This equipment is costly but we need it available to all of those who wish to use it. It will save the health service money in the long run as people will be healthier and fitter, with less complications and improve their quality of life. It will be based in the community for all to use after an initial assessment by a trained physiotherapist. It will be affordable so anyone can use it and follow a specially designed training programme unique to each user.
Unfortunately, people who have been wheelchair bound for a long time may not benefit from such a device. It will be more effective for recent injuries and the unfortunate ones to come.
Last week it was revealed that we are indeed on the brink of a break through for a spinal cord injury cure, let’s be ready for it.
Oh, there is one difference between this summer and others. I didn’t climb a tree!!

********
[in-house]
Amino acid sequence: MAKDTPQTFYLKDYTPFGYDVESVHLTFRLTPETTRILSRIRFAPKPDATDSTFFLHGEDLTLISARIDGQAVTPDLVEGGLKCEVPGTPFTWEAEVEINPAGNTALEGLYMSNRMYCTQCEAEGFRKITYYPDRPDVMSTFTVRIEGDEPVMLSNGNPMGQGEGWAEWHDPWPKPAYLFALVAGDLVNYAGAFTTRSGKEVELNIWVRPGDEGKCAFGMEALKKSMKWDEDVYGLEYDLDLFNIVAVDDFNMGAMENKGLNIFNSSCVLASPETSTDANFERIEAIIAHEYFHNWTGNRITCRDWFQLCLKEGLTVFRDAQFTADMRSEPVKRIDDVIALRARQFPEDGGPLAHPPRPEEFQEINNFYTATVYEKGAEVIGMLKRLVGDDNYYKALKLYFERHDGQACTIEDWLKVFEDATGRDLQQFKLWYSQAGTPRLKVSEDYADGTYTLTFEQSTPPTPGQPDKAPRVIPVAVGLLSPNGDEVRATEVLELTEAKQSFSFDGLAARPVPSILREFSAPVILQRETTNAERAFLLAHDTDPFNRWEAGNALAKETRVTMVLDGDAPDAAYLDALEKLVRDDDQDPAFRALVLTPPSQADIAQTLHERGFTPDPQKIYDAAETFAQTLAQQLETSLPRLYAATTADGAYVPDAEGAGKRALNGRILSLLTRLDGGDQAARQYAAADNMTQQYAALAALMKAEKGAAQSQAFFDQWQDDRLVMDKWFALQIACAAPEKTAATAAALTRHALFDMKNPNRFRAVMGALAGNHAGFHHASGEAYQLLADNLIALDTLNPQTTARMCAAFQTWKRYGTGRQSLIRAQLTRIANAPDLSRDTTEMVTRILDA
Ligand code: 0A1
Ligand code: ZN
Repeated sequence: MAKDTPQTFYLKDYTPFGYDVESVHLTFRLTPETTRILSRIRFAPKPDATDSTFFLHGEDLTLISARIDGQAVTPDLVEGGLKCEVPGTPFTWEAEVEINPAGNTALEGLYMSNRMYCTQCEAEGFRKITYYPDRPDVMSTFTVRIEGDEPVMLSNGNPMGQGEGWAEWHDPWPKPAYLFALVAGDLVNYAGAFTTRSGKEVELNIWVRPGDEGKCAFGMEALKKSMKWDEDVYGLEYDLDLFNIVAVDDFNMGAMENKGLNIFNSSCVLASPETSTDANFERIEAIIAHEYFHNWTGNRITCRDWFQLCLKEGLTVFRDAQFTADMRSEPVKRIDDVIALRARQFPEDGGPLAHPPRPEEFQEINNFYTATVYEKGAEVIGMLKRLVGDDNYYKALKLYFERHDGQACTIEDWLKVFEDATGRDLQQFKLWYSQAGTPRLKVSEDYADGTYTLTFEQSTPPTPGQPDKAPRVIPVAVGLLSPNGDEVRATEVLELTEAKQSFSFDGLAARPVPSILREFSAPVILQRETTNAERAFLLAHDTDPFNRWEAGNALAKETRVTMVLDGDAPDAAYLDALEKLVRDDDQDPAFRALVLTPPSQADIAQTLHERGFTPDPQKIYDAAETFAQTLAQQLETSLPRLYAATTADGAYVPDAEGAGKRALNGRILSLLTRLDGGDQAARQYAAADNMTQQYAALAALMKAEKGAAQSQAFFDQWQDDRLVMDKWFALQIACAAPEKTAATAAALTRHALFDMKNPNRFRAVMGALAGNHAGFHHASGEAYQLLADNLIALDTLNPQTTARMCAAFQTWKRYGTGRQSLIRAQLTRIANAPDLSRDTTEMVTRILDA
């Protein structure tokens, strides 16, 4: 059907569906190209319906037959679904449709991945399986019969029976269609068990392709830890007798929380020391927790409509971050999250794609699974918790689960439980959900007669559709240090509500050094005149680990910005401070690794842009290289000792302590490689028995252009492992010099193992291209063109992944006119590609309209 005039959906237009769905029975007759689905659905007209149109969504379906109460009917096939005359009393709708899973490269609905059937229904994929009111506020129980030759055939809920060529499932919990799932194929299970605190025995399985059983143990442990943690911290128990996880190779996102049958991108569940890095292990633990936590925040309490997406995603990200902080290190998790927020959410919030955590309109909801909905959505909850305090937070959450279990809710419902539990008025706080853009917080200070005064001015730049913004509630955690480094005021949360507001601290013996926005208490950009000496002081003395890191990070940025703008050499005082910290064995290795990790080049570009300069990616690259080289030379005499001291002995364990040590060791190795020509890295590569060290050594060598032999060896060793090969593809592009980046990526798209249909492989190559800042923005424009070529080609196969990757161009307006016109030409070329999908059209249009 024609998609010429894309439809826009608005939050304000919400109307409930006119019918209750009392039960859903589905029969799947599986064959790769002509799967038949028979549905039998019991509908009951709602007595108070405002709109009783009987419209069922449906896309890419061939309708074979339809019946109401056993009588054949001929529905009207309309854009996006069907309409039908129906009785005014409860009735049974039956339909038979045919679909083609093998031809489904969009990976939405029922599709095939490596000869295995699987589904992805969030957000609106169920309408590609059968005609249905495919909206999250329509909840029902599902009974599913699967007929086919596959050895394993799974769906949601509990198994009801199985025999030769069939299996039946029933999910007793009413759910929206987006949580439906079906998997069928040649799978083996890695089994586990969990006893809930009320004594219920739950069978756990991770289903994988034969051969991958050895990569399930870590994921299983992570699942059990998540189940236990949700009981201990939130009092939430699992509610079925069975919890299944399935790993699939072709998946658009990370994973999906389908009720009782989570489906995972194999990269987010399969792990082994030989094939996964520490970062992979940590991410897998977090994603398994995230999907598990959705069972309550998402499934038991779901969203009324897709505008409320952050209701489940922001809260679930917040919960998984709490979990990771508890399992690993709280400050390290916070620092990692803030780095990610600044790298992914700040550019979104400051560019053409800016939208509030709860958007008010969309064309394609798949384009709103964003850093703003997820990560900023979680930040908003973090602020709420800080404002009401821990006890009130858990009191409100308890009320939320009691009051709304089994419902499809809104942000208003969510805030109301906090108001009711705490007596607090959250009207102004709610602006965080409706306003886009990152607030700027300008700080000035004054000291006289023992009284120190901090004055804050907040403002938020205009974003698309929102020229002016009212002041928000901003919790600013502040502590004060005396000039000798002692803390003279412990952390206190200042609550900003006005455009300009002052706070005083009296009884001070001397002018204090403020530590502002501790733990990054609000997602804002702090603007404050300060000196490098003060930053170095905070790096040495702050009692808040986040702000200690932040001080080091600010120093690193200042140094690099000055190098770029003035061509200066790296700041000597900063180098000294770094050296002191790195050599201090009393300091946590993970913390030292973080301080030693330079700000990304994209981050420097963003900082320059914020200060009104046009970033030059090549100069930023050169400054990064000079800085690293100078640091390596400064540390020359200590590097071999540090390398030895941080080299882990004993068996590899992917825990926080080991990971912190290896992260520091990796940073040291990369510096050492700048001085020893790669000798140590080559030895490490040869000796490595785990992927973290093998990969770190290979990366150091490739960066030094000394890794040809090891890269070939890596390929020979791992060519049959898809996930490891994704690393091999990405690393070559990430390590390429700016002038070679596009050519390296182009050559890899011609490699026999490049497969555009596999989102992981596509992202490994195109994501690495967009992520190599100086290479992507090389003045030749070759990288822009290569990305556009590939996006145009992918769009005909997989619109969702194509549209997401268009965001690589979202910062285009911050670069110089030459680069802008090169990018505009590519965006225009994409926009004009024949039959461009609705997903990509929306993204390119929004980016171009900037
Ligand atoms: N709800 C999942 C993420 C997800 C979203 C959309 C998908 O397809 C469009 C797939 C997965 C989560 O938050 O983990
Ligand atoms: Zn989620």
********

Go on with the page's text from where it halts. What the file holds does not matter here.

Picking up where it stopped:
Another inspirational blog Nathan, great to see you so forward thinking and battling away.
Well done Nathan, you are well and truly on the road to a new and exciting future. Best wishes, Sile Hoey
Well done Nathan.Keep going.You are amazing and a brilliant blog
Well done Nathan!I can only imagine how tough it is but what you have achieved over the past few months is outstanding and truelly inspirational. I very much agree with your opinion of facilities and lack of robotic and modern technology to help with not only the rehabilitation but continual physiotherapy which is essential for those with spinal injuries. I often have said that it is unbelievable how archaic the equipment wheelchair users have in this day and age. But maybe NKT will be the stepping stone to highlight these issues and you could be starting a ” wheely ” revolution.